You may well ask: “Why direct action? Why sit-ins, marches and so forth? Isn’t negotiation a better path?” You are quite right in calling for negotiation. Indeed, this is the very purpose of direct action. Nonviolent direct action seeks to create such a crisis and foster such a tension that a community which has constantly refused to negotiate is forced to confront the issue. It seeks so to dramatize the issue that it can no longer be ignored.
. . . We know through painful experience that freedom is never voluntarily given by the oppressor; it must be demanded by the oppressed. Frankly, I have yet to engage in a direct-action campaign that was “well timed” in the view of those who have not suffered unduly from the disease of segregation. For years now I have heard the word “Wait!” It rings in the ear of every Negro with piercing familiarity. This “Wait” has almost always meant “Never.” We must come to see, with one of our distinguished jurists, that “justice too long delayed is justice denied.”
— Martin Luther King, Letter From the Birmingham Jail, April 16, 1963
Immigrant rights leader, Ju Hong, has been the subject of much derision in mainstream media circles for interrupting the President during his last speech on immigration reform. However, he is a hero among the undocumented. I am proud to call Ju Hong, a graduate student at my alma mater, San Francisco State University (SFSU), a comrade in the struggle.
Ju sparked a debate among legal experts on whether or not the President can stop deportations on his own. President Obama’s answer was quite evasive. Immigration attorney Matthew Kolken has stated that it is beyond clear that the President has the power to stop some deportations. In fact, that is precisely what the Obama Administration did with Deferred Action for Childhood Arrivals (DACA), backed by dozens of legal experts. He also did the same for widowed spouses of U.S. citizens, though in smaller numbers. And most recently, he extended parole in place for the family members of active, reserve and former U.S. army members. These are unilateral actions to stop deportations from someone who says he doesn’t have any power to stop deportations. Even the Editorial Board at New York Times wrote an article in favor of Hong:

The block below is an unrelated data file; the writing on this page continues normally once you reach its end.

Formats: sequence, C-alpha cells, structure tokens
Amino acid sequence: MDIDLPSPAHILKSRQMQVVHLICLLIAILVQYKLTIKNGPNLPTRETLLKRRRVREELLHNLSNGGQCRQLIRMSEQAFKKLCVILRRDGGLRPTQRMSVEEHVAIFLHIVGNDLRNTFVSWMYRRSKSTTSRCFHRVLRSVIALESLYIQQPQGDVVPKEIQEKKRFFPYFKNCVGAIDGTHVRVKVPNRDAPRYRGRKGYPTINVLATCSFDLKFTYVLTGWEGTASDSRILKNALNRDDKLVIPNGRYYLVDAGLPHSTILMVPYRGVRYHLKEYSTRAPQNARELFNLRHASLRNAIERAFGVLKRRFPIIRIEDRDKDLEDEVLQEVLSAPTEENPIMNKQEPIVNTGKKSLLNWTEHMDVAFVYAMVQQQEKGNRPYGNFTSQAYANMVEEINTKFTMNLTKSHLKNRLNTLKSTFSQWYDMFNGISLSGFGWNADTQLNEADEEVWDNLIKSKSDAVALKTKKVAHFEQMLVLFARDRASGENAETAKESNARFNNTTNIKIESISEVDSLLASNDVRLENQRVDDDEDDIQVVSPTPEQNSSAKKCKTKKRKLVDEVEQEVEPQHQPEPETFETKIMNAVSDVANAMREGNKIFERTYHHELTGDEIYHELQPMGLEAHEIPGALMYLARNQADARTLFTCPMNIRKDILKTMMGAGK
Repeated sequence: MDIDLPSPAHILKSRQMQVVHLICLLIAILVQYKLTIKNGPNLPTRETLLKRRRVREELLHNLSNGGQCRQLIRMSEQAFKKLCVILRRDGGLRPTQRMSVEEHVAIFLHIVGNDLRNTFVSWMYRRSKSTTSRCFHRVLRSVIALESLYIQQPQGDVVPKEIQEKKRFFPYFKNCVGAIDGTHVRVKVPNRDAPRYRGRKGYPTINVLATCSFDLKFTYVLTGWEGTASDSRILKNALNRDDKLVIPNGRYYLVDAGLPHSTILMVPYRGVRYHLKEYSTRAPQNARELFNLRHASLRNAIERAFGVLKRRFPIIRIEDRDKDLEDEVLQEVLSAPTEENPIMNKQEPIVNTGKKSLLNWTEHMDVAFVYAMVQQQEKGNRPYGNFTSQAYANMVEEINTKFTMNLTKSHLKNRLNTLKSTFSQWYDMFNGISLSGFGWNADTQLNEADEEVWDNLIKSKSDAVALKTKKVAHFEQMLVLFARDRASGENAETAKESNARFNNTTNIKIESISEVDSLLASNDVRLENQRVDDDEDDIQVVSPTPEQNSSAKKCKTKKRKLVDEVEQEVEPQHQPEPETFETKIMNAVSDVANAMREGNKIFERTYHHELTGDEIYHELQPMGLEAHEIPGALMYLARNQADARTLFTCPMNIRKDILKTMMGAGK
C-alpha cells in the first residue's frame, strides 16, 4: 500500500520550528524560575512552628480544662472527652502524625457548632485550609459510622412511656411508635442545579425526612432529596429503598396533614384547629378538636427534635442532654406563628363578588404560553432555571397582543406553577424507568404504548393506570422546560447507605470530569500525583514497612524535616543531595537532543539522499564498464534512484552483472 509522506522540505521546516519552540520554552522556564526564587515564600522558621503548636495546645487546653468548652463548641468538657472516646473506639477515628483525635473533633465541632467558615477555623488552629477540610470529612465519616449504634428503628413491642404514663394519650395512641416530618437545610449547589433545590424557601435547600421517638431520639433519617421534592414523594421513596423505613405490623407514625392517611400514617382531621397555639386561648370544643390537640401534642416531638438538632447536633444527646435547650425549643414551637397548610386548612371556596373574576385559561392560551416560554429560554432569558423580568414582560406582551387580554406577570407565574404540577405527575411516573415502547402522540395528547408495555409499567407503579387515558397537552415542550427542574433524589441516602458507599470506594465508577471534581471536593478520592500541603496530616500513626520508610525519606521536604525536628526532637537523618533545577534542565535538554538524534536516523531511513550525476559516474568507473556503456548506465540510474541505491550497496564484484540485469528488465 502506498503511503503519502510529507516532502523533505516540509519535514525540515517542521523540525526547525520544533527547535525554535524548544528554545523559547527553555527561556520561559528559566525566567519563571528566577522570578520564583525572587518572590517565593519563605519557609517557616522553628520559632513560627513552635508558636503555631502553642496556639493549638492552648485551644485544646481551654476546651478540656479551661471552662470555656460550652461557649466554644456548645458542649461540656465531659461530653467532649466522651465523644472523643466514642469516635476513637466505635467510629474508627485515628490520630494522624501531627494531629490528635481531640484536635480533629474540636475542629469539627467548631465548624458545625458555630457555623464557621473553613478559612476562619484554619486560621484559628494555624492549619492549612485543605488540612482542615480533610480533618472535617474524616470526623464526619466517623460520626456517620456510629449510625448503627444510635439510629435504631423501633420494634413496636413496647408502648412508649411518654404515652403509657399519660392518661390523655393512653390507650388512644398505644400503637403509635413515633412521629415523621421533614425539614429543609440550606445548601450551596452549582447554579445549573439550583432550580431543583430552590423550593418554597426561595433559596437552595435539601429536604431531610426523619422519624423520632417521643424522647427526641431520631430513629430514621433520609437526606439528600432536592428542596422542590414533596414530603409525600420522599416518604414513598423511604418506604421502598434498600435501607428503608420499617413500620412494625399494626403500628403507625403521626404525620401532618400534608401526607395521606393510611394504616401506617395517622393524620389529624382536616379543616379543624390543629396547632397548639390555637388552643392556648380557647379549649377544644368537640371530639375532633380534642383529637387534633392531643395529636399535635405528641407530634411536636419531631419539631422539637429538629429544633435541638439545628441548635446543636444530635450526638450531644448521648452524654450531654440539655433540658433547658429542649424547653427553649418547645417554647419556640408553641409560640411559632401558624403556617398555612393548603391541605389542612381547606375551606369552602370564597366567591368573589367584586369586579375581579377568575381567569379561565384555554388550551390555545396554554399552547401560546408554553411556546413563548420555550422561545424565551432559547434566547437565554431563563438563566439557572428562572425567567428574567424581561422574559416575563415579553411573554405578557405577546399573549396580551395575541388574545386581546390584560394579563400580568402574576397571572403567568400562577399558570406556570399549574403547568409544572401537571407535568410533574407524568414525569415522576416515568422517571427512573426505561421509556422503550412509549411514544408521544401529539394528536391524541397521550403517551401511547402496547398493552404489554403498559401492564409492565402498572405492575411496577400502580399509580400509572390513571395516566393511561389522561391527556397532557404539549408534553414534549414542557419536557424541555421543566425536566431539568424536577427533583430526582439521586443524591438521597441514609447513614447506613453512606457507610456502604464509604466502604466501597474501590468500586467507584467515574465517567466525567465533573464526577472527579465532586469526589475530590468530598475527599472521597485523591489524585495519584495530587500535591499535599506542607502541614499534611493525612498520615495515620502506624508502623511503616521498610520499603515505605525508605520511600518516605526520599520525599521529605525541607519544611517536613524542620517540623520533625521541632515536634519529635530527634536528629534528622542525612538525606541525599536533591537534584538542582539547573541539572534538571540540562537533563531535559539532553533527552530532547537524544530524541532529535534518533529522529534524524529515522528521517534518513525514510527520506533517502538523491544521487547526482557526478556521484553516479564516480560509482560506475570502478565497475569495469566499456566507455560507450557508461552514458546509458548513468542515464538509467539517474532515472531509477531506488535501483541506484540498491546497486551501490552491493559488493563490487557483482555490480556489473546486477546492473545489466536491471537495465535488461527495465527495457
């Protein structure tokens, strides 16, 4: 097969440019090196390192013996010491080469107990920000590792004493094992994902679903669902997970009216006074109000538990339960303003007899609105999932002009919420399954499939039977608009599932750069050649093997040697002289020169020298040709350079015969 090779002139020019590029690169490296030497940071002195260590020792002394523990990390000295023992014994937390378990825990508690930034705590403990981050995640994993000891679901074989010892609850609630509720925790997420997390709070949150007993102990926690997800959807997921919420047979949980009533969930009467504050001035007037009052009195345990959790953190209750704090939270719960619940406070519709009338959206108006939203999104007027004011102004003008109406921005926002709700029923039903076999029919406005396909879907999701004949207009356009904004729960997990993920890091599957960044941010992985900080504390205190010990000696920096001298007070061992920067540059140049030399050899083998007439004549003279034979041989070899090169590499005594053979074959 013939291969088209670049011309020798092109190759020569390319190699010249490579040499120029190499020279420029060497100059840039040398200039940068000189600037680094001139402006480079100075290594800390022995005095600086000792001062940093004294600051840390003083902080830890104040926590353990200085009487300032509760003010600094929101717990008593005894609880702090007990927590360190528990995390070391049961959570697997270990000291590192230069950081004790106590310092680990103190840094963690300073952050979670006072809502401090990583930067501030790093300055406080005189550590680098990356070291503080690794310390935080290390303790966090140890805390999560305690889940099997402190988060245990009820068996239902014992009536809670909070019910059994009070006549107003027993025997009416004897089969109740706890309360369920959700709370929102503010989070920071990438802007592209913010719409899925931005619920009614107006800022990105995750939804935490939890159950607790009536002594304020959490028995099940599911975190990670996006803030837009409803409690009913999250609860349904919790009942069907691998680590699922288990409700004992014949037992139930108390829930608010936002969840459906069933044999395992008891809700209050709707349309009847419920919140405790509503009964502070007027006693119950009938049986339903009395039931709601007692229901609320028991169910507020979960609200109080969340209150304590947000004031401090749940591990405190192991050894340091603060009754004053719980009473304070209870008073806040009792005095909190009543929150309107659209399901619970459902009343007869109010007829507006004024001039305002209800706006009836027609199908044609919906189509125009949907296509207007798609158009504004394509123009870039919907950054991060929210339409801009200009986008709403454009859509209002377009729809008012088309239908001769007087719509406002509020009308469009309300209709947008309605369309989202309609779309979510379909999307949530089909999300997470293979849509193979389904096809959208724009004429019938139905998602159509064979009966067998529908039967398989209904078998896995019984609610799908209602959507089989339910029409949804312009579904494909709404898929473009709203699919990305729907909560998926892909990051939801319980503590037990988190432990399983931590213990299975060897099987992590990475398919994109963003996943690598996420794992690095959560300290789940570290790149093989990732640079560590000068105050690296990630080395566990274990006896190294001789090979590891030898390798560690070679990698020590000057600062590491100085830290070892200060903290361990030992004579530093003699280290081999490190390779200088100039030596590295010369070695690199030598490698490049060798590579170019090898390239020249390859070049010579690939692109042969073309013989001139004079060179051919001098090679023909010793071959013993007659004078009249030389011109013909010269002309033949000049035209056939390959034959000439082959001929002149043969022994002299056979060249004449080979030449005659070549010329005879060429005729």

Mr. Obama then cut him off and began a misleading ad-lib about how halting deportations would be illegal. While the president cannot throw out whole sections of immigration law to bypass Congressional inaction, he does have discretion in choosing how to enforce it wisely. Mr. Obama was firmly within the law when he selectively halted deportations for some immigrants brought here illegally as children and for spouses and children of service members and veterans. He can undoubtedly expand administrative efforts to protect other immigrants left stranded by legislative failure.
Earlier today on Al-Jazeera International, Neidi Dominguez, a leader from the California Immigrant Youth Justice Alliance, and I held down the fort for Ju Hong, and many others in the community who have put their lives on the line and engaged in civil disobedience actions over the past few years. Hong’s call to the President to stop deportations resonated with many in the immigrant rights community who have made the same demand through sit-ins, stopping deportation buses, locking themselves to the gates of detention facilities and so on.
These actions serve to not just place a spotlight on our communities that are devastated by deportations. These actions also empower us to let go of the fear of our unauthorized presence in this country, and become unafraid and unapologetic. As Neidi stated on Al-Jazeera, getting arrested could have meant deportation for her last year, but she would face it on her own terms. When the Obama Administration executed a notice to start my deportation, it was on my own terms. Alas, I still yearn for a home and family I have not seen in almost 15 years.
Civil disobedience actions are the theatre of the oppressed–a performance to make a larger political point. Across the country, members of our community are openly and directly challenging policies that are tearing our families apart, at detention centers, out on the streets and even at the border. We are tired of seeing parents separated from their children, and we are simply not willing to take it anymore. Whether or not we get any type of immigration reform from Congress, it is very clear that we have created a fundamental paradigm shift and fostered a major cultural transformation of our people into “undocumented and unafraid.” We are here, many of us are queer, and we are not going away.
Criticizing people such as Ju and Neidi for escalating serves as a tactic to further oppress our communities, and perpetuates violence against already vulnerable migrant bodies. Those with more privilege than us tend to forget that the “undocumented and unafraid” come from some of the most vulnerable communities, and we carry many traumas. It takes not just boundless energy, but persistent courage, to live and breathe in this country on a daily basis.
Taking part in the theatre of the oppressed is the only way the politically deaf will not only hear, but listen to our voices. The calls have reached a fever pitch, transformed into a chorus, and will only grow louder with each passing day.